Available Technology

Pre-Treatment Solution for Water Recovery

Increase water recovery, prevent mineral scaling, and reduce the volume of brines by half

The Pre-Treatment Solution for Water Recovery technology was developed by NASA Johnson Space Center innovators to increase the amount of potable water recovered from the International Space Station's urine processor assembly system. Turning waste water, urine or seawater into potable water requires three important steps: 1) pre-treatment, 2) distillation or membrane filtration, and 3) transport and storage of potable water and brine. This solution is added during the first step, consequently improving the next steps in the process primarily by reducing the formation of solid precipitates. The solution reduces the amount of precipitates caused by urinary calcium, sulfate ions, and sulfuric acid; creating less acidic brines. By reducing these precipitates, less surface scaling and clogging occurs in the distillation systems and more potable water can be recovered. Also, the solution contains a biocide to prevent the growth of bacteria, thereby increasing storage time and the amount of water recovered. This NASA technology is available for licensing.

Benefits

  • Simple pretreatment solution additive process
  • Increased water recovery rate
  • Diverse market opportunities for water recovery in urine, waste water, and seawater
  • Scalable - used in small scale distillation systems or large water treatment plants

Applications

  • Desalination plants
  • Brackish water treatment
  • Mining water treatment
  • Prevention of surface scaling caused by gypsum and sulfate minerals
  • Urine recycling as a water source
  • Oil and gas exploration and production water supply
  • Transportation and storage of concentrated waste product
  • Membrane wastewater treatment systems (micro-, ultra-, sub-micron, or nano-scale filtration, reverse osmosis)

The Technology

NASA's pre-treatment solution has several potential applications, such as waste water treatment, mining water treatment, and oil and gas exploration and production water supply.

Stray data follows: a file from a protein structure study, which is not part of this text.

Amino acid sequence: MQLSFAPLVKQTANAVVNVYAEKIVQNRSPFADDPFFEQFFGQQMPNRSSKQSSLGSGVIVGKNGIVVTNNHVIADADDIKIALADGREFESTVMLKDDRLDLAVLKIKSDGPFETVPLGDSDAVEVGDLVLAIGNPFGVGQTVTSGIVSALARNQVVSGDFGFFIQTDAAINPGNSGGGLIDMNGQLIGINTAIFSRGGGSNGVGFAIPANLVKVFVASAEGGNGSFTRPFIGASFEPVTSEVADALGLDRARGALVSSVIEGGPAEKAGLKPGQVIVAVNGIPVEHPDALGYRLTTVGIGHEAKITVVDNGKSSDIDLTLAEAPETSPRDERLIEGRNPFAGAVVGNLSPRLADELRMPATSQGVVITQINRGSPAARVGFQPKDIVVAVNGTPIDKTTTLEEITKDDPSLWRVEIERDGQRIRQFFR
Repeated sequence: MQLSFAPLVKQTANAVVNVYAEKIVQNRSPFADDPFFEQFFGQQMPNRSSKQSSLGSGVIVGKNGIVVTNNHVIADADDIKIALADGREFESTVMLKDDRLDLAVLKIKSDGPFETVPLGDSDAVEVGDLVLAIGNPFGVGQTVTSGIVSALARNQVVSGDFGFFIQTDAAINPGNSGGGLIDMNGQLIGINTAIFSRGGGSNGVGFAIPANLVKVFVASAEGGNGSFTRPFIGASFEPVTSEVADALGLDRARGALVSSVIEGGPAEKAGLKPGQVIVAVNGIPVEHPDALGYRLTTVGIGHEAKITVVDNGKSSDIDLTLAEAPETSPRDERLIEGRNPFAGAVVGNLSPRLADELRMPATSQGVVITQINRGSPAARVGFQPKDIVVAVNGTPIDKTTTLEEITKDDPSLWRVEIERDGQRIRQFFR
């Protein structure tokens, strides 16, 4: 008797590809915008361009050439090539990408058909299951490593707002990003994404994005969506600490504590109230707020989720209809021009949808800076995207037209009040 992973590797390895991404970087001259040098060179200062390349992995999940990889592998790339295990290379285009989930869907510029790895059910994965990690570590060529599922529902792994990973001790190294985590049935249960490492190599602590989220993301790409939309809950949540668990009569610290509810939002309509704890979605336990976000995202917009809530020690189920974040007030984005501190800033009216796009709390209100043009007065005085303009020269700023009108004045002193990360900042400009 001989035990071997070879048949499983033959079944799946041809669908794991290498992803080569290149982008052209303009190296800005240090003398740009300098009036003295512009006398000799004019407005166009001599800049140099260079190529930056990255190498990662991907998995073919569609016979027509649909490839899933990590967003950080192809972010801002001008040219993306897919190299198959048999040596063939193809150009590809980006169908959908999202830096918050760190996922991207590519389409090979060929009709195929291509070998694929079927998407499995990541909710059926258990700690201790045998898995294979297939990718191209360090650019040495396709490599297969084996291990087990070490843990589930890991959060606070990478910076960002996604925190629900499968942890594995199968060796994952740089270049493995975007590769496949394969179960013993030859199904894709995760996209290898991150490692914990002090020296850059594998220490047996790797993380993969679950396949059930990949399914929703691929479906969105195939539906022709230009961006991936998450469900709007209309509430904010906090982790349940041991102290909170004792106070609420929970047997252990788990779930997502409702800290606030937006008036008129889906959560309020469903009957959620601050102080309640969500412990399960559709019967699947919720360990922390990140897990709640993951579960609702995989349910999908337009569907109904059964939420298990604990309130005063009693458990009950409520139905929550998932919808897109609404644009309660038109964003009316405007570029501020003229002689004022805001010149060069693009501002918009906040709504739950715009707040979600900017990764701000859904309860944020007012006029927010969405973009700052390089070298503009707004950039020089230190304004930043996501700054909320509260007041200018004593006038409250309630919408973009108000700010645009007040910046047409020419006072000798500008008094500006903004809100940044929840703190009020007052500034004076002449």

NASA's pre-treatment solution has several potential applications, such as waste water treatment, mining water treatment, and oil and gas exploration and production water supply.


NASA Johnson Space Center developed, tested and implemented a pre-treatment solution with the purpose of pre-treating urine before further processing of it in the International Space Station (ISS) distiller. The solution increased the water recovery rate in the ISS distiller from 75 to 90 percent, doubled the volume of feed processed per cycle, reduced the volume of brine by half, and eliminated the formation of precipitate up to 90% water recovery. The benefits extend to other steps in the process. For example, less precipitate has the potential to reduce the frequency of changing the filters and the number of filters used per gallon filtered during the distillation stage. Furthermore, this pre-treatment solution prevents bacterial and fungal growth during storage.

Although the solution was developed for the ISS distiller, the technology can potentially be used on Earth to pre-treat contaminated water that is usually treated with a chemical solution to recover water from organic laden, high-salinity wastewaters. The technology is a simple additive process that can be scaled to fit processing demands. The pre-treatment solution has the potential to improve water recovery in many applications such as: desalination plants, brackish water treatment, mining water treatment and more. The technology can also be used in the transporting or storage of waste or other water sources due to the technology's ability to prevent microbial growth.

This NASA Technology is available for your company to license and develop into a commercial product. NASA does not manufacture products for commercial sale.

Download a PDF fact sheet for this technology.

Learn more: https://technology.nasa.gov/patent/MSC-TOPS-68
 

Patent Number: 
9,878,928
Internal Laboratory Ref #: 
MSC-TOPS-68
Agency
NASA
State: 
Texas
Lab Representatives
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